Gaming is a way of life in the Native American culture, and now more than ever, it has become a source of revenue and livelihood for an oppressed people.

In 1988, Congress passed the Indian Gaming Regulatory Act, which confirmed the sovereign rights of tribes to regulate gaming on tribal lands, unless the state specifically forbids that certain kind of gambling.

In 1992, the Narragansett planned to build a casino on their Charleston reservation, when they were met with a federal court challenge brought by the state. The Supreme Court ruled in favor of the tribe in October 1994, which allowed that them to build a casino on their land, much to the frustration of the state.

Equal Protection Under The Law

The 14th Amendment to the Constitution states in part: No state shall make or enforce any law which shall abridge the privileges or immunities of citizens of the United States; nor shall any state deprive any person of life, liberty, or property, without due process of law; nor deny to any person within its jurisdiction the equal protection of the laws.

Couldn’t this have been handled in a more appropriate manner? Is that not what our courts are for? Is the State of Rhode Island so money-hungry that they can’t allow the Narragansett to earn a living in an honest manner?

Businesses on other American Indian properties are allowed to sell cigarettes, cigars and other tobacco products free of state taxes. In fact, twenty states have used cigarettes to balance their 2002 budgets, Seneca Nation built a new tobacco distribution center on the Cattaraugus Reservation.

Those rules also apply in cyberspace. Tribal businesses like the Big Indian Smoke Shop are finding a nationwide market for their tax-free tobacco.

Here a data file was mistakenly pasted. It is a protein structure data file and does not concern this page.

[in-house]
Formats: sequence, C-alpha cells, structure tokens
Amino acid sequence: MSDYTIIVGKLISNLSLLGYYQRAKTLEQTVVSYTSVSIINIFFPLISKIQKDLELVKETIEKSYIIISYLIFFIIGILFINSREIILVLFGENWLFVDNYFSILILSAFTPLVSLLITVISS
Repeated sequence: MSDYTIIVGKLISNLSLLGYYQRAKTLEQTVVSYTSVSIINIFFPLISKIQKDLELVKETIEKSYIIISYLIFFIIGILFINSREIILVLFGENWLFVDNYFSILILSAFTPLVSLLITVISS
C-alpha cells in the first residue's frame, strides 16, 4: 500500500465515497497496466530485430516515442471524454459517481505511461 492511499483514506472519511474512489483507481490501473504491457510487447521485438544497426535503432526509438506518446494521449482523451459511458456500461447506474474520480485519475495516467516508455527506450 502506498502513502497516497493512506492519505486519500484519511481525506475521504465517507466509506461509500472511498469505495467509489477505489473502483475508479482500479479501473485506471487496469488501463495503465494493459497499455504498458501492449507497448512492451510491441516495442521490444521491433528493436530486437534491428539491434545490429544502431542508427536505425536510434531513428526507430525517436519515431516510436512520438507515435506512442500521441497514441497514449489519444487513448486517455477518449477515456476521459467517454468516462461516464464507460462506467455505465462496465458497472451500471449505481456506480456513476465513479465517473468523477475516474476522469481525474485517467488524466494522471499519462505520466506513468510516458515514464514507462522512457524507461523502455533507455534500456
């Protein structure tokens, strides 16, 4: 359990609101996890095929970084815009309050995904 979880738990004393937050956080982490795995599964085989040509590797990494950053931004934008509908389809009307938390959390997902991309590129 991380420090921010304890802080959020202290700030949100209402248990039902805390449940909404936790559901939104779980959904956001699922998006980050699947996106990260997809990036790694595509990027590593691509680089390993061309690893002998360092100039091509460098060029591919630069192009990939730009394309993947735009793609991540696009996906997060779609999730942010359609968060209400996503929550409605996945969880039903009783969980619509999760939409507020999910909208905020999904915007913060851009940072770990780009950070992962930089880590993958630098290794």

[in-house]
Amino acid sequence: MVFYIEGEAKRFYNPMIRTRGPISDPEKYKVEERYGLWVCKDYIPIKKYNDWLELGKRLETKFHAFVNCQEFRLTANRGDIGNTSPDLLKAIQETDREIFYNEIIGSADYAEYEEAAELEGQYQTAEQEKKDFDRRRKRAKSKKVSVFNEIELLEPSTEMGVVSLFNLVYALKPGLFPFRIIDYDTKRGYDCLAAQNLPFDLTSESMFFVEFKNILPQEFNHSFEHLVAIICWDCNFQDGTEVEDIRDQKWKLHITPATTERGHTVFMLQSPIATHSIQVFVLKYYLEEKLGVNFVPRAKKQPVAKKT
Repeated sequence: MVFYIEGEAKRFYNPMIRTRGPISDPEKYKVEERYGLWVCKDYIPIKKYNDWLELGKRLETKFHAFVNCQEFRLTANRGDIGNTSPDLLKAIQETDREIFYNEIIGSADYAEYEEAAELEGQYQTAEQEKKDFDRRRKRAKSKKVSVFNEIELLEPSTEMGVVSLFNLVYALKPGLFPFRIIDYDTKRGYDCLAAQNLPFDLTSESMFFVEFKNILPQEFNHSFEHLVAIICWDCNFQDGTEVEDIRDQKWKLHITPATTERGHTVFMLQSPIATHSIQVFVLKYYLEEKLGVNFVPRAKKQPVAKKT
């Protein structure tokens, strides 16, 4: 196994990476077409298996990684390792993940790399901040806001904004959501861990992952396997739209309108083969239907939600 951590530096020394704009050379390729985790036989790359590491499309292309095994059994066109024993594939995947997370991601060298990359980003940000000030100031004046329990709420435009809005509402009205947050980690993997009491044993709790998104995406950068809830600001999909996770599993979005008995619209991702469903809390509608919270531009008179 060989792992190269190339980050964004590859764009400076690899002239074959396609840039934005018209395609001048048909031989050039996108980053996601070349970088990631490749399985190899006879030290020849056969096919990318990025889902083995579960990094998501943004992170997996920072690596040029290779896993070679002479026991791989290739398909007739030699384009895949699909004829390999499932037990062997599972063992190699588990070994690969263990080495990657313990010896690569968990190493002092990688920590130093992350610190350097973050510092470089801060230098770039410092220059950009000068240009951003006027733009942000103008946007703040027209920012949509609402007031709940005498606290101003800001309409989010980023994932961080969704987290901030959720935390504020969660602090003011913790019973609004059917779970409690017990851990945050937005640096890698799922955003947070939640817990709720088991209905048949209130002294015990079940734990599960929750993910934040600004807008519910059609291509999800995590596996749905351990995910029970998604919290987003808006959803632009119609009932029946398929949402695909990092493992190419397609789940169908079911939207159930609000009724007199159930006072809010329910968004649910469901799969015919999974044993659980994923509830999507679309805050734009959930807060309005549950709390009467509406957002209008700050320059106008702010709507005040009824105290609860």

“All of the states hate us. But if they want to put us out of business, all they have to do is do away with the taxes,” said Ward of Seneca Nation.

Contact Governor Donald L. Carcieri

Sound Off!

Annette M. Hall

A Trip to the Capitol

Today (2001/03/01) I had the pleasure to take my wife and son to the California state capitol. We accompanied a group of homeschooling families that are in Sacramento for the next couple days on group field trips. We took the capitol tour together and had the opportunity to watch a session of the state assembly. Though, admittedly, I am not very familiar with our states laws, I am a self-declared minimalist – I believe less government is better in almost every regard.

Sacramento, CA

I had the ‘pleasure’ all right. There were at least two bills on the table for vote today. One of which specified March second as the ‘Nationwide Reading Day’ (or something to that effect). Nationwide? From a bill in CA? Amazing. I didn’t know we had that authority. What’s more, I was impressed to see the number of ‘co-authors’ for the bill. The total number was in the realm of seventy. Yes seventy. No, you’re not reading that incorrectly, and yes, we only have seventy-nine assembly ‘persons’. You’ll have to excuse those three or four that did not coauthor – I’m sure it wasn’t by design. I think they were all deathly ill, attending to funerals or otherwise incapable of being there for the opportunity to co-sponsor such important legislation. Yes, that was sarcasm; but unfortunately, no, I’m not making it up.